02.28.2011 Foreclosure or Deed in Lieu: What’s Right for You?
Editor Bruno, Jamie WatkinsIn Virginia, a lender holding a defaulted loan secured by a deed of trust has two primary means to enforce its remedies under that deed of trust: foreclosure by a trustee’s sale and conveyance by a deed in lieu of foreclosure. We’ve put together a brief primer summarizing the key strengths, weaknesses and procedural guidelines for each alternative to help you determine which option works best for your needs, timeline and budgetary constraints.
I. Trustee’s Sale. The most common procedure for foreclosure is the sale of the property by a trustee, a non-judicial action. A trustee can act only in a manner authorized by the express or implied terms of the trust instrument or as authorized by statute. If the deed of trust does not provide otherwise, the provisions of the Virginia Code control as to the authority of the trustee. Foreclosure by a trustee’s sale can usually be completed within thirty (30) to forty-five (45) days after the expiration of any cure period provided by the loan documents for the default giving rise to the foreclosure, if the lender acts promptly.
1. Duties and Obligations. A trustee is a fiduciary for both the debtor and the creditor. The trustee must not place himself in a position where the trustee’s personal interests conflict with the interests of the parties to whom he owes a fiduciary duty. A trustee who is counsel to or an employee of the noteholder must be sensitive to the obligation to discharge his fiduciary duties in an impartial manner. The mere fact that a trustee in a deed of trust securing a debt due to a corporation is a stockholder, member, employee, officer or director of, or counsel to, the corporation, however, does not disqualify him from exercising the powers conferred by the trust instrument. Trustees cannot act as purchasers, directly or indirectly, at their own sales; when a trustee buys directly or indirectly at his own sale, that constitutes constructive fraud, and the transaction is voidable. This rule also applies to a trustee who is named in a deed of trust but does not act.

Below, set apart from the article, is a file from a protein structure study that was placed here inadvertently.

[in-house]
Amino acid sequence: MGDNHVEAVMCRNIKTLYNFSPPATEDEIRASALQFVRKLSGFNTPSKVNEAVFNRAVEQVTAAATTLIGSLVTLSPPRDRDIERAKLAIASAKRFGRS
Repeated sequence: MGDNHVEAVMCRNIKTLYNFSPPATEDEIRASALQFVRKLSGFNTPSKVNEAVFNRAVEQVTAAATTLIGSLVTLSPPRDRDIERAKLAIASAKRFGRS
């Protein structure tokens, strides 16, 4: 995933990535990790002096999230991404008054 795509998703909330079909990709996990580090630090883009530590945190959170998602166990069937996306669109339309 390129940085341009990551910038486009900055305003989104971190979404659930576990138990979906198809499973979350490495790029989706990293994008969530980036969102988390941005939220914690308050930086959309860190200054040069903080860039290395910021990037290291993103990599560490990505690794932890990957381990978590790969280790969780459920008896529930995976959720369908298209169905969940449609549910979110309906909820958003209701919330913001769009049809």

2. Substitution of Trustee. If the person who is to conduct the foreclosure is not named in the deed of trust as trustee, a substitution of trustee is needed. When an instrument appointing a substitute trustee has been executed by the holders of more than fifty percent (50%) of the secured obligations, the substitute trustee can immediately execute all powers granted to the prior trustee.
1. Documentation. A trustee should secure the proper documentation from the noteholder, which includes the deed of trust, the original note, title evidence (including title policies and surveys), copies of any correspondence between the noteholder and the debtor, copies of mortgage insurance or guaranty agreements, appraisal, written direction to proceed with the foreclosure and engagement letter. The trustee should verify that the noteholder has complied with all notice requirements set forth in the deed of trust.
2. Diligence. A trustee should contact the local commissioner of accounts regarding fees charged for approving and examining accounts as well as any local requirements, including proper advertisement procedures. Though the trustee is only charged with selling the property encumbered by the deed of trust, the noteholder should consider any relevant diligence issues affecting the property prior to initiating foreclosure proceedings, including environmental matters, permits, insurance, utilities, leases, appraisal, physical condition and rights in fixtures. In addition, though there is no statutory right of redemption in Virginia, the debtor does have the right to pay off the secured indebtedness before the sale; some deeds of trust provide for reinstatement of the debt if the debtor cures all defaults and pays all expenses in the manner and time provided in such deeds of trust.